SAMECH. I hate vain thoughts: but thy law do I love. (Psalm 119:113)
What is a vain thought? Well, in the context of the verse, vain is described in the dictionary as empty, useless, devoid of meaning, or scripturally put, not profitable. In short, thoughts that do not produce anything of value, are vain.
Now, this is contrasted with the law of God by the use of the word “but”, which is a conjunction that draws a sharp distinction between the two parts. In so doing, the word of God makes vain thoughts and the law of God mutually exclusive. Now, this ought not be a surprise in that the LORD God draws many sharp distinctions in His word, and thus makes many things mutually exclusive. Among these are good and evil, grace and works (for salvation), holy and unholy, clean and unclean, etc.
However, in this one thing, the LORD is addressing how we think. The Psalmist makes it very clear that loving (or enjoying) vain thoughts and loving the law of God cannot co-exist in someone, in that they cannot serve two masters. Either the Psalmist will hate vain thoughts and love the law of God, or he will do the opposite. He cannot be double-minded. Now, this was made clear earlier in the psalm when he testified the following:
Through thy precepts I get understanding: therefore I hate every false way. (Psalm 119:104)
It is the “therefore” that demonstrates to us that we cannot have a co-existence in our minds of thinking of things that are false, and a love for the law of God. This is to say that we cannot think in ways, and about subjects that are empty of real meaning, unproductive, and contrary to the law of God, which is to say we cannot think about things that are manifestly not true. Hence, we cannot fill our minds, and think about things that don’t exist anywhere else except in the imagination, and are thus not real.
Now, I know in this modern age that there are those who believe that if you think it, it is indeed real, simply because you think it. However, that is utter nonsense in that we can think in our minds all day long that we can fly without any mechanical assistance whatsoever, but the simple laws that govern this physical universe will quickly prove that wrong. Thus, this simple illustration ought to prove that simply thinking it doesn’t make it real or true. All it is, and all it will ever be, is fantasy and a fiction that we have invented (if you will) in our minds to divert us from having to deal with the realities of this life.
By the same token, reading about someone else’s fiction and fantasy, is no different than coming up your own. In fact, in the eyes of God, to approve of iniquity, is just as bad as actually engaging in it. Why? Because all sin and iniquity begins in the heart and mind, long before it is acted upon, and to approve of sin and iniquity is, by implication, a strong statement that sin and iniquity are indeed right and proper and righteousness is not.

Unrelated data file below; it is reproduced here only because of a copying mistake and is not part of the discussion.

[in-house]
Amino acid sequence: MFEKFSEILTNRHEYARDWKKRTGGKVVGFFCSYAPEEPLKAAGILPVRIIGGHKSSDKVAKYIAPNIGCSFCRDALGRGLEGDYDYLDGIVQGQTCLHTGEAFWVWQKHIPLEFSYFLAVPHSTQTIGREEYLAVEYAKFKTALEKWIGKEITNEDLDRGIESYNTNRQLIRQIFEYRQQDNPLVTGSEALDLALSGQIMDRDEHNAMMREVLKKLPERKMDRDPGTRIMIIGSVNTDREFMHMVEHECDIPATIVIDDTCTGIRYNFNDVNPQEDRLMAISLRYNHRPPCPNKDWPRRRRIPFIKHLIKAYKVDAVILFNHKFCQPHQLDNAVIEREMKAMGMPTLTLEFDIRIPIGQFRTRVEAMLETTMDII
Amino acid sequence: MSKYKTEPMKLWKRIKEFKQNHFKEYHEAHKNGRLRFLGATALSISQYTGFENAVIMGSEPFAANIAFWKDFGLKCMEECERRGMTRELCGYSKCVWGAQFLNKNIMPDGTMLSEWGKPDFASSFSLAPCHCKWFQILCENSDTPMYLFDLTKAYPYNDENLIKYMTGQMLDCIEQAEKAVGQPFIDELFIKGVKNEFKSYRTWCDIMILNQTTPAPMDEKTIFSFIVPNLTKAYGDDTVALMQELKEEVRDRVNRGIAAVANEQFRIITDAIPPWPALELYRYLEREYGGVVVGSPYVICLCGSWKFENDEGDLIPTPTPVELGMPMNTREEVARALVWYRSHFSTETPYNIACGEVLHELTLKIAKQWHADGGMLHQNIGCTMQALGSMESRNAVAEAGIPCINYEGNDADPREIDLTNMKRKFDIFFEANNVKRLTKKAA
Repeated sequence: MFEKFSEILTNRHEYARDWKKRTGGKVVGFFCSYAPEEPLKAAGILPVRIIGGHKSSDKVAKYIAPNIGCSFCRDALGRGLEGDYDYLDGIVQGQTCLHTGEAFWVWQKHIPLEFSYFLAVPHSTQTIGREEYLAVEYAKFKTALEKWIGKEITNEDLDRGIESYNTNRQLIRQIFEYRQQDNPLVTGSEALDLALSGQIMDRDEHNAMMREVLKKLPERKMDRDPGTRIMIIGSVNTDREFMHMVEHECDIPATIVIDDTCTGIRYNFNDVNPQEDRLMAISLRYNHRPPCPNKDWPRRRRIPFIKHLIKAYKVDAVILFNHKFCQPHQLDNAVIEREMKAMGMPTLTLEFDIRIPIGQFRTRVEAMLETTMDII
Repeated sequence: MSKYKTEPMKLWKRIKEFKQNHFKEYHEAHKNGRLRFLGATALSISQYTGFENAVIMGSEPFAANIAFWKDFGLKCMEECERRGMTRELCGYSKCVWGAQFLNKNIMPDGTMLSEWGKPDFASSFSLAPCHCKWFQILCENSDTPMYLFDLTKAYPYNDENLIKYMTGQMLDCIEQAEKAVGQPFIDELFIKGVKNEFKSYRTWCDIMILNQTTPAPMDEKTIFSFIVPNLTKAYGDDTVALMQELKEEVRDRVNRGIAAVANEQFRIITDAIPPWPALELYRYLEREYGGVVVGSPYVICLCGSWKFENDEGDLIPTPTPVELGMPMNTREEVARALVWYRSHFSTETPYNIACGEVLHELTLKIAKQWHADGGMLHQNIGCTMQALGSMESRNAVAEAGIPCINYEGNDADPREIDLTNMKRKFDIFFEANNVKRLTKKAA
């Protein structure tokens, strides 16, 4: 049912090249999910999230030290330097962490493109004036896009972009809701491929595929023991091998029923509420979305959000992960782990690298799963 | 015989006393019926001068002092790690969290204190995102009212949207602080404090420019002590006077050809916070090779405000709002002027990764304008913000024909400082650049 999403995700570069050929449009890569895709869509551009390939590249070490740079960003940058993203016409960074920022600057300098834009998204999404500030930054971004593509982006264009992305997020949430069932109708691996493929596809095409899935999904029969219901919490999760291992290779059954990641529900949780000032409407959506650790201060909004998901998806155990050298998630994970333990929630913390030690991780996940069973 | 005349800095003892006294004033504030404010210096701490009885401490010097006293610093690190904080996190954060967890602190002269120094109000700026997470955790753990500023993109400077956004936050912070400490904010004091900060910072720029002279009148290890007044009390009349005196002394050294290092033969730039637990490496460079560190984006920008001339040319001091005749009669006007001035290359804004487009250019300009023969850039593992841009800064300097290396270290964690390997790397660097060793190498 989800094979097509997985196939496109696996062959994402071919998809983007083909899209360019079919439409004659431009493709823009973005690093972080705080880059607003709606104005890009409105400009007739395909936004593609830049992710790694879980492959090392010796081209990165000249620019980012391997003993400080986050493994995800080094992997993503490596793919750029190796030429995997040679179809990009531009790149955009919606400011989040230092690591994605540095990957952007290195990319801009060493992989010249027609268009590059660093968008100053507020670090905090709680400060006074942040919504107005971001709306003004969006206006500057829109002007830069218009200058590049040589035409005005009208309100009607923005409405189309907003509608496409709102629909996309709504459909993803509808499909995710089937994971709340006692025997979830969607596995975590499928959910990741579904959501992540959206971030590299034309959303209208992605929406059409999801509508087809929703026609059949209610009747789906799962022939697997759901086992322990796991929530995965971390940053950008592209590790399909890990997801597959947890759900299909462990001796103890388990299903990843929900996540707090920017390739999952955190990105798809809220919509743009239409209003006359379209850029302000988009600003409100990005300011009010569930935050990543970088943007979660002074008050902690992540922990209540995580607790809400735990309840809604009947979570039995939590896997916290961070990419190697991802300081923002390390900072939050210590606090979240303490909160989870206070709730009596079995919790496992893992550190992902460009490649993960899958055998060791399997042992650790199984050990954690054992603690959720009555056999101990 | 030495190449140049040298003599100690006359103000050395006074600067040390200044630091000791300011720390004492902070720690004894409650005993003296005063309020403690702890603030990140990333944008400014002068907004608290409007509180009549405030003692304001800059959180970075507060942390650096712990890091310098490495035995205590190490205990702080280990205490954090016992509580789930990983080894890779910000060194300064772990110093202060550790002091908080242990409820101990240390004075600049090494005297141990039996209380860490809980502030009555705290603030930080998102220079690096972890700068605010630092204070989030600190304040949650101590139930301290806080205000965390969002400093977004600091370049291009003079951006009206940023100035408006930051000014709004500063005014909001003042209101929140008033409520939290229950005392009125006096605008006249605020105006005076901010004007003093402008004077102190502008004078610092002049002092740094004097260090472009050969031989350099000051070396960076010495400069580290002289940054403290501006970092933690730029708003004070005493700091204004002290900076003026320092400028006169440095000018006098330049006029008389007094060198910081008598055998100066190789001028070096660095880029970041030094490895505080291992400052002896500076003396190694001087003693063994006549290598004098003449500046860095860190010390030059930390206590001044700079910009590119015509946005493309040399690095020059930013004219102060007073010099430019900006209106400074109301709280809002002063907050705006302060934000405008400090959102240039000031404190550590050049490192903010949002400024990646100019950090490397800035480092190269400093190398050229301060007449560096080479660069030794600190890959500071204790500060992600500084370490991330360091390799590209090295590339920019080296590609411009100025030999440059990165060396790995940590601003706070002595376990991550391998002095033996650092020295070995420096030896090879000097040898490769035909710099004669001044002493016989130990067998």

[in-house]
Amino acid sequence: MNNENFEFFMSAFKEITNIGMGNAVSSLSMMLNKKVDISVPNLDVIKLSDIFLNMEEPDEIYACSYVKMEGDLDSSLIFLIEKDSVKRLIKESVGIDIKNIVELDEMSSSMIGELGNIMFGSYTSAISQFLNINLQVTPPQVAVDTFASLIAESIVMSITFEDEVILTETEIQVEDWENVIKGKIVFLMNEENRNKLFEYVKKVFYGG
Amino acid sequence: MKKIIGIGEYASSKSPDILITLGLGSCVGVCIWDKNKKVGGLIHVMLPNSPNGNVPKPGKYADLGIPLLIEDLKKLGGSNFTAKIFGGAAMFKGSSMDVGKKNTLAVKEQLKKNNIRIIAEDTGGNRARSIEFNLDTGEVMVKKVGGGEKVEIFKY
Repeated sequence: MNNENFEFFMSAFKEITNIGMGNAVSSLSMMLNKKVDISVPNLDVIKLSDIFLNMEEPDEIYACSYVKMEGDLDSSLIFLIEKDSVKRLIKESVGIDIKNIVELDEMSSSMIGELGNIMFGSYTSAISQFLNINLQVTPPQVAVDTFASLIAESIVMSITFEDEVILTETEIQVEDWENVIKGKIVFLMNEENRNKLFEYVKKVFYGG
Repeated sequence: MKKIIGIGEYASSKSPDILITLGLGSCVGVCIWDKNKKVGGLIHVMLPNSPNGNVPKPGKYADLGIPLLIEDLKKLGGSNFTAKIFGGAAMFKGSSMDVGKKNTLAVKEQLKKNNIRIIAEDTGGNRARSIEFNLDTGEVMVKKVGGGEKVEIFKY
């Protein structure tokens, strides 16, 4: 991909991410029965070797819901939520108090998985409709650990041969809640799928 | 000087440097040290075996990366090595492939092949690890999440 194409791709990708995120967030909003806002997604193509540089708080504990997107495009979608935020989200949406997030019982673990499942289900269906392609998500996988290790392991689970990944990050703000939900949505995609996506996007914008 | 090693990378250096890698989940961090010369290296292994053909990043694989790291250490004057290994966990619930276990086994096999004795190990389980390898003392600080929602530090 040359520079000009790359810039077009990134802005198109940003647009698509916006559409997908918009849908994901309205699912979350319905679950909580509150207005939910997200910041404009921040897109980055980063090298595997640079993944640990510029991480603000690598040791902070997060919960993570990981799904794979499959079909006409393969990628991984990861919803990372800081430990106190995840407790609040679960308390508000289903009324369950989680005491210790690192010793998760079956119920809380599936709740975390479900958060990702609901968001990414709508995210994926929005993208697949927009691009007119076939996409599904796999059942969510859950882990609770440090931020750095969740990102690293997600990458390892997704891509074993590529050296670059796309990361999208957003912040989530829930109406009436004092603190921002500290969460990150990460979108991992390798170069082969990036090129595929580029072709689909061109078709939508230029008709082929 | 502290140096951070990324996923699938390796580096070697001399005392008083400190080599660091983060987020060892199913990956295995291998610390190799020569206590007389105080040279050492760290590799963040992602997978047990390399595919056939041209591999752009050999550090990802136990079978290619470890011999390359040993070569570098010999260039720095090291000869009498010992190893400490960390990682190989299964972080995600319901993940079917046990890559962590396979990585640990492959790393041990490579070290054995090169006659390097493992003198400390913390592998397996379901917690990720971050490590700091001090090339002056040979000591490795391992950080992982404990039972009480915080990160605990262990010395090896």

So, it should be understood that reading and partaking of that which is vain is no different that coming up with the those vain things yourself. After all, by implication, you approve of it when you partake of it. And, as the verse was very plain above, that is to set oneself against the law of God. Plainly, the 113th verse stated that the Psalmist hated vain thoughts, but loved the law of God. Notice that the word was not “and”, rather it was the express contrast of “but”.
We cannot serve two masters, for we will love one and hate the other, we will not love both equally, particularly when they are diametrically opposed. This the Lord Jesus Christ made plain when He stated:
No servant can serve two masters: for either he will hate the one, and love the other; or else he will hold to the one, and despise the other. Ye cannot serve God and mammon. (Luke 16:13)
No man can serve two masters: for either he will hate the one, and love the other; or else he will hold to the one, and despise the other. Ye cannot serve God and mammon. (Matthew 6:24)
Which confirms the principle of what is written in James about those who do attempt to, at once and the same time, live for Christ and love and enjoy the things of this world:1
A double minded man is unstable in all his ways. (James 1:8)
To attempt to reconcile the dichotomy within ourselves and be comfortable with both vain thoughts and the law of God is to put ourselves in the worst condition of all in the sight of God: we are true hypocrites that are comfortable being double-minded. We should all understand where that leads: and it won’t be heaven.
This is why “Christian fiction” is such an oxymoron.
- Now this verse sits in the context of trusting the LORD to grant one’s request for wisdom, which, when one asks with uncertainty, one is double-minded concerning the LORD’s promise of understanding and wisdom for all who ask in all singleness of heart. The principle here is the same. One cannot ask doubting, being unsure of whether the LORD keeps His promises or not, all the while professing to “believe” the LORD. [↩]